“The avatars definitely created a certain level of levity or enjoyment, since it felt as though we were living in an animated world,” Professor of Journalism and Media Studies John V. Pavlik said, describing the first time he attended an academic conference in the Metaverse.
Pavlik and his doctoral advisee, Ph.D. student Shravan Regret Iyer, presented their paper, written in collaboration with Professor Venus Jin of Northwestern University in Qatar, “Understanding How Experiential Media was Utilized in Qatar 2022” at the Sixth World Summit for Tourism and Hospitality Conference held December 14-15, 2021.
As an expert in experiential media, including augmented reality and virtual reality, Pavlik said the experience “was unique and surprisingly effective. Being within a virtual world and represented by an avatar, and then interacting with other people’s avatars, takes some getting used to, but I can see both some pros and cons.”
"The Metaverse will likely evolve in the months and years to come. Protecting user privacy and security and other aspects will be vitally important, and as will ensuring equitable access across all segments of society.”
He said hosting the event in the metaverse helped “fulfill the mission of the conference, not unlike in-person conferences, by enabling colleagues from around the world to meet in a conversational setting to discuss ideas and the like. I met a colleague from the Middle East, for example, who was interested in our research about experiential media (AR, VR) storytelling in Qatar about the upcoming FIFA World Cup to be hosted in Qatar in 2022.
“In light of the pandemic, we were not able to travel in person to meet with other colleagues, but having a virtual platform provides a valuable and effective alternative, though not a perfect one. But it is a beginning. If we think about how other previous media have evolved, such as TV starting as low-resolution black and white, to today’s high-resolution large-screen color platforms, the Metaverse will likely similarly evolve in the months and years to come. Protecting user privacy and security and other aspects will be vitally important, and as will ensuring equitable access across all segments of society.”
Pavlik said the event reminded him of an immersive virtual reality game-type experience, but becauseconference participants were represented by avatars, it was quite different from conferences held virtually on Zoom. “This was certainly one of the biggest differences from the real, or physical, world. Video and audio were also available in addition to text, so aspects of Zoom type interaction were also possible. It was clear most people were engaging via avatar. Several dozen people/avatars were usually in the poster room at the same time, and this made for a lively space.”
Participants were able to create their own avatars, Pavlik said, because “the platform provided a template from which to easily create and customize one’s avatar. Moving about was pretty easy and intuitive. Participants saw on their device’s screen the virtual world, and they’d see their avatar within it. We’d move about by touching the arrow keys, or other tools.”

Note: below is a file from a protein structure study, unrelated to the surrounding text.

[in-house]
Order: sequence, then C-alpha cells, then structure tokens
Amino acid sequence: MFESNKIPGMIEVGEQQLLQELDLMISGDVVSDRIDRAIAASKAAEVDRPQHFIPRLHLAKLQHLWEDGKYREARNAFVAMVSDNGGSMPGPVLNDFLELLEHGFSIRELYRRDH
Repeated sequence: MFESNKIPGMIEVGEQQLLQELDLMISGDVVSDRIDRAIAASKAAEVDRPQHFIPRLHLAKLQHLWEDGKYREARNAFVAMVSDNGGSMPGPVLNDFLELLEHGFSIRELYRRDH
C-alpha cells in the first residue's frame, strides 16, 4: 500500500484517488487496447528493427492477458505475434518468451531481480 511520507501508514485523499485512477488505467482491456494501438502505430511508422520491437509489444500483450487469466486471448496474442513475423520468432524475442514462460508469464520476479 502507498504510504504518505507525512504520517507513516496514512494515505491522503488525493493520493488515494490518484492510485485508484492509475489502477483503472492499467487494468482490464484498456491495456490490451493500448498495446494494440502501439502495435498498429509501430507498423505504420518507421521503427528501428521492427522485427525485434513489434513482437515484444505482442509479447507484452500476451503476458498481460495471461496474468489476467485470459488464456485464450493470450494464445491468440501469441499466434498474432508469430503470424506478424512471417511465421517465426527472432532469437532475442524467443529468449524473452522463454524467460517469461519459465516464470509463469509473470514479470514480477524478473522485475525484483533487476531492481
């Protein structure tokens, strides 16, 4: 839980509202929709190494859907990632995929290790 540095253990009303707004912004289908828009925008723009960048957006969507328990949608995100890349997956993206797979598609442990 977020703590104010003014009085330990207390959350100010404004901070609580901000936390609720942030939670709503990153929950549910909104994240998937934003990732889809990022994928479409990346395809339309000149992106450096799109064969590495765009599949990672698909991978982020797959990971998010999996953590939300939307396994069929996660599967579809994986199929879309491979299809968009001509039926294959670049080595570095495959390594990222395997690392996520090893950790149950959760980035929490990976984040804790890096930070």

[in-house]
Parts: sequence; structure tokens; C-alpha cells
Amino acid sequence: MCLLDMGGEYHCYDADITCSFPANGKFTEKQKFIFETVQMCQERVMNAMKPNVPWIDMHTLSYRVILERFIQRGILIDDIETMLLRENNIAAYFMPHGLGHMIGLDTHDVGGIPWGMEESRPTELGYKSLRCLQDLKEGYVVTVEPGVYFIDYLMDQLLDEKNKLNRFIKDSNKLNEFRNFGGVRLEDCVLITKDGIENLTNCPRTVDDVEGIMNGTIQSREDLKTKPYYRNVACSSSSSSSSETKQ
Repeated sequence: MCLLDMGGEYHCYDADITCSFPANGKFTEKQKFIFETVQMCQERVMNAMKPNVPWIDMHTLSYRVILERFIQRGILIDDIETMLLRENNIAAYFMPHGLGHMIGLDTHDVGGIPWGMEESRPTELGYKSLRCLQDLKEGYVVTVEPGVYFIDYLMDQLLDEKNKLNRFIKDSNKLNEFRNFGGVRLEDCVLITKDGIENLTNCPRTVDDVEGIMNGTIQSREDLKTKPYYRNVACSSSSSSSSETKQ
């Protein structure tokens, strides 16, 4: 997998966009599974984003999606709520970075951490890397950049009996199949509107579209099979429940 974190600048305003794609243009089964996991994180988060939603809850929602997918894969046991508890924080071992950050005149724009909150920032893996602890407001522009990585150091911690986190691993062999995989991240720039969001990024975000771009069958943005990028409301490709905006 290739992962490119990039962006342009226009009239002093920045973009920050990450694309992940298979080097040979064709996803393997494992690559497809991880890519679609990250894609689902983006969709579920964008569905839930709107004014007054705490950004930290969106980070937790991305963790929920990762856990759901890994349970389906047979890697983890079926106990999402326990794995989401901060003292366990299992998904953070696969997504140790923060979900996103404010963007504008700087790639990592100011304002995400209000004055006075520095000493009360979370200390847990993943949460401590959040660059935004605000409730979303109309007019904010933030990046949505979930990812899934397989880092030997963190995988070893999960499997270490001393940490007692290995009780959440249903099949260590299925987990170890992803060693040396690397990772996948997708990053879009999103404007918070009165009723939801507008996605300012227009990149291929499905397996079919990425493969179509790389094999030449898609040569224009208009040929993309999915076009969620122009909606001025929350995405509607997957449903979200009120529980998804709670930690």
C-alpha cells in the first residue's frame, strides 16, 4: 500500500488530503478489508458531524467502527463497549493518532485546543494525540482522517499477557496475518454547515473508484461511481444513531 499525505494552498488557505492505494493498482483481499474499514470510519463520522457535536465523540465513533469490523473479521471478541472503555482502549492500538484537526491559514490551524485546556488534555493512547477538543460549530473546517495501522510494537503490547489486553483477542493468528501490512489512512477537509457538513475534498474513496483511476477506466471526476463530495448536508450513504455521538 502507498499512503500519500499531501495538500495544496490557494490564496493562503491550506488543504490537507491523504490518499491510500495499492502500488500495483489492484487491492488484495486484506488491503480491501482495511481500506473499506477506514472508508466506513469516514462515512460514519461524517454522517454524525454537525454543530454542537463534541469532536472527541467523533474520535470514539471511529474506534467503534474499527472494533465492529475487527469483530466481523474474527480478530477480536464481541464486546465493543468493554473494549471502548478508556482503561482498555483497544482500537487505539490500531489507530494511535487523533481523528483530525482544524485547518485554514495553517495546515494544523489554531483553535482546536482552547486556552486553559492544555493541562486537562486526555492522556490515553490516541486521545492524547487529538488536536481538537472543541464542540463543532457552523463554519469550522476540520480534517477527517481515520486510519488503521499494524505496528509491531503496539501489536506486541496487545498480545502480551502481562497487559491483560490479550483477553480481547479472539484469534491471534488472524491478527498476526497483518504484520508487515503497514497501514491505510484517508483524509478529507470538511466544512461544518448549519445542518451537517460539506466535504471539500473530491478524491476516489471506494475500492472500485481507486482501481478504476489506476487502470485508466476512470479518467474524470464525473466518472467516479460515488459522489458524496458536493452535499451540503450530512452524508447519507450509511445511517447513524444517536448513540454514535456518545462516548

However, he said movement was limited. “We could not shake hands or have that level of subtle movement or gesture. That would be valuable in future applications in such a virtual conference environment. Participants were basically limited to moving near their posters and standing there.”
There were several ways the avatars could communicate. They could talk via text messages or chat or activate audio and then speak in their actual human voices and hear the other person/avatar that way.
A benefit of meeting in the Metaverse, Pavlik said, “was the potential to interact at any time with anyone else in the virtual environment. We could always see who was there and easily move about from one location to another to talk with someone.”
There were also disadvantages, Pavlik said. “The platform reduced the potential for non-verbal communication. I think non-verbal is important in communicating with other scholars, even though you may need words for some of the higher-level communication about research ideas and findings. But sometimes seeing the reaction on someone’s face can be very revealing and in this version of the Metaverse, this was not easily discerned.”
There are other ways the user or participant experience could have been improved as well, Pavlik said. These could include “providing other dimensions to the simulated environment, such as a reception where avatars could enjoy a beverage or a snack virtually and talk with other avatars in this relaxed setting. This might facilitate further discussion.”
"A benefit of meeting in the Metaverse, Pavlik said, “was the potential to interact at any time with anyone else in the virtual environment. We could always see who was there and easily move about from one location to another to talk with someone.”
Pavlik said while the platform added a bit more humor than usual to the experience of attending an academic conference, “Once people are accustomed to such a virtual world, I think the novelty will wear off and it will more about the actual communication or scholarship, and less about the nature of being an animated avatar.”
Overall, Pavlik said the experience did meet his expectations. “I was surprised a bit at how quickly one can adjust to existing in a virtual way, and to having virtual interactions, conversations in a digital environment,” Pavlik said.
Discover more about the Journalism and Media Studies Department at the School of Communication and Information on the website.